NYC medic responds to viral tabloid article
Paramedic Lauren Kwei said the "New York Post" included her name in an article about her use of the app OnlyFans against her wishes
By Laura French
NEW YORK CITY — A New York City paramedic has responded to a tabloid article about her that was widely circulated and criticized online.
The "New York Post" published an article titled "NYC medic helped 'make ends meet' with racy OnlyFans side gig," written by Dean Balsamini and Susan Edelman, on Saturday, which includes quotes from Paramedic Lauren Kwei about her use of the OnlyFans online platform to sell nude images of herself for additional income.
The article received significant backlash on social media, with many expressing support for Kwei and criticizing the Post's portrayal of her situation. U.S. Rep. Alexandria Ocasio-Cortez replied to the Post's tweet about the article, saying, "Leave her alone. The actual scandalous headline here is 'Medics in the United States need two jobs to survive.'"
Leave her alone. The actual scandalous headline here is “Medics in the United States need two jobs to survive”— Alexandria Ocasio-Cortez (@AOC) December 14, 2020
Kwei, who works for a private ambulance service, responded to the publishing of the article on Monday, in a Facebook post stating that she didn't want the article or her name to be published, and that Balsamini had spoken to her about her background and use of OnlyFans before telling her what her statements would be used for.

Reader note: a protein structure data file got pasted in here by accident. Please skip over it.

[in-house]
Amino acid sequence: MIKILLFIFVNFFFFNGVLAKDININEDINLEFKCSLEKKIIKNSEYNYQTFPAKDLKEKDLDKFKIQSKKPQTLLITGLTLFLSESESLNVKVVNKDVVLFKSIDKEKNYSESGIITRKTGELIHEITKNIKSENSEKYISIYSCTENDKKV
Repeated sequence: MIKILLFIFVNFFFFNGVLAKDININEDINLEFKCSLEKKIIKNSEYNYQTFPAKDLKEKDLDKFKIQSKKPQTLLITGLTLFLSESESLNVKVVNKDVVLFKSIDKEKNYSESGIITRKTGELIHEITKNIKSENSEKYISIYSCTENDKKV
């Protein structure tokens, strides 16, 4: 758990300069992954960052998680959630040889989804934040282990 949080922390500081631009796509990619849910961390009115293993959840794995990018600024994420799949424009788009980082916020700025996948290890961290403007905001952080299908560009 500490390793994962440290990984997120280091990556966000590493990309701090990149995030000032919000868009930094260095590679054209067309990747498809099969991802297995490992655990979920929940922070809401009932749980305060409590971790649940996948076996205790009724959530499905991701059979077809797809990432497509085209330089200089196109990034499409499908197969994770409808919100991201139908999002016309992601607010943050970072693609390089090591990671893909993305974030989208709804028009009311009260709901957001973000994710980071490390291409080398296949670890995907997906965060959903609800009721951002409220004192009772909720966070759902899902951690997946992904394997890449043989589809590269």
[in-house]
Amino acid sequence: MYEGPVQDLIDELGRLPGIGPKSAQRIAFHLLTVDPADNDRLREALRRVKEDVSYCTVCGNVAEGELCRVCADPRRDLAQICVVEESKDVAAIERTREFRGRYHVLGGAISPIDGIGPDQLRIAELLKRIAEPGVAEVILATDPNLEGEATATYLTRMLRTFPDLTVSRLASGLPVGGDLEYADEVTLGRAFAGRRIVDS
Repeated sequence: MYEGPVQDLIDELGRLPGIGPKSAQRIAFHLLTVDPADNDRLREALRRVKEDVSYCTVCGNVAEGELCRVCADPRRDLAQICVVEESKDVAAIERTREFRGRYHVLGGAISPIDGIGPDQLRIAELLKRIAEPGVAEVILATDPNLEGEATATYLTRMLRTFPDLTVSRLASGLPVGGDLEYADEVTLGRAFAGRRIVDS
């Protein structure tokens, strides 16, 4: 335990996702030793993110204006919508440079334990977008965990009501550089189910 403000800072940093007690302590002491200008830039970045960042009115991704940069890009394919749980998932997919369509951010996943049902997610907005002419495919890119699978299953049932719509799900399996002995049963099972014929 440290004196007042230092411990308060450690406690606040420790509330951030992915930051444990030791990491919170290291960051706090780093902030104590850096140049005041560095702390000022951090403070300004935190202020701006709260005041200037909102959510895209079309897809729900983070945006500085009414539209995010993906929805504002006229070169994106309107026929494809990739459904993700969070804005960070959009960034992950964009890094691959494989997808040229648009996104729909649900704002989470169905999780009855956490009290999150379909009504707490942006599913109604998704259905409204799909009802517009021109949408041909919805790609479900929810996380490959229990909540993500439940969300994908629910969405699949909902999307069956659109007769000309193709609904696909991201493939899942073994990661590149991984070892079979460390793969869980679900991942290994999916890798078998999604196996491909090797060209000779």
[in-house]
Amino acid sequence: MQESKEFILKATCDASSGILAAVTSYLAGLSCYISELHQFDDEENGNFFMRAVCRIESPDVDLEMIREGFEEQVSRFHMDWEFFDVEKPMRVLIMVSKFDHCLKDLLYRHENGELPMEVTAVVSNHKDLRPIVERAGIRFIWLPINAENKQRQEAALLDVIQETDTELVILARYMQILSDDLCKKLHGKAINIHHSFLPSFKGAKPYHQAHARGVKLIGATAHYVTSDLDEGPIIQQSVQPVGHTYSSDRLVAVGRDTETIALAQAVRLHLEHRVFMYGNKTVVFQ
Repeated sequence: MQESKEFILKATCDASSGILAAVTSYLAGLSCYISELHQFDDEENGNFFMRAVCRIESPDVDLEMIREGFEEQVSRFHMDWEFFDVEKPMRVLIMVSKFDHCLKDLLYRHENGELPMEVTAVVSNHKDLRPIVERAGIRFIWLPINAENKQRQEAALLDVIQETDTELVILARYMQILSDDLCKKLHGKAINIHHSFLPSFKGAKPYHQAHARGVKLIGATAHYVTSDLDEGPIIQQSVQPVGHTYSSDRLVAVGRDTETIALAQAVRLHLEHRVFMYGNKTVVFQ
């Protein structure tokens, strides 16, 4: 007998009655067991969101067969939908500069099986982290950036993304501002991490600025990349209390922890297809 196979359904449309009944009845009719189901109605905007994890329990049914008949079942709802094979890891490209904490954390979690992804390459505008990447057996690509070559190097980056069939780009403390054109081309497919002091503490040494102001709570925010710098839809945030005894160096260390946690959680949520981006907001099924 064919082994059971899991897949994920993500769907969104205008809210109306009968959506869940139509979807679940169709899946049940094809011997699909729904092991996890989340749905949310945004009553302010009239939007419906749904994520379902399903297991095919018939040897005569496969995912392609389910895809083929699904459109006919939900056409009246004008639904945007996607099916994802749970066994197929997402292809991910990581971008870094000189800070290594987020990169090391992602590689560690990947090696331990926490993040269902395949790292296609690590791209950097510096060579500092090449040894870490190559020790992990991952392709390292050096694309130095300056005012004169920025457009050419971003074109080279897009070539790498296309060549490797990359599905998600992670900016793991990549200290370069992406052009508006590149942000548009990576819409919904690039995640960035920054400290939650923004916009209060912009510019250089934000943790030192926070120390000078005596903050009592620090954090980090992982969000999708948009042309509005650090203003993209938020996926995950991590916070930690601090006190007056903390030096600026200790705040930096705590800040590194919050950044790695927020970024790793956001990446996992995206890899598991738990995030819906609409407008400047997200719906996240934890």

Kwei went on to describe her upbringing, education and work in EMS, expressing her mental health struggles during the pandemic and financial hardships throughout the years.
"I LOVE my job and I love taking care of people. I don't want to quit my day job and get my bag on OnlyFans — I want to serve the city of New York. That's all I have ever wanted to do," Kwei wrote.
The post also included a call for more support for first responders, mentioning PPE shortages, lack of hazard pay, suicides among EMS providers and deaths of healthcare workers due to COVID-19.
"EMS are the lowest paid first responders in NYC which leads to 50+ hour weeks and sometimes three jobs. My brothers and sisters DESERVE CHANGE!" Kwei stated, encouraging readers to visit the Emergency Medical Services Public Advocacy Council's website to find ways to support EMS providers.
After the Post article was published, an online fundraiser was set up for Kwei, with a description stating that funds will go toward helping her "keep her freedoms of choice and expression to support herself during her legal battles against the newspaper and her fight to keep the job she loves." The fundraiser has raised more than $56,000 as of Tuesday afternoon.
Read Kwei's full statement below: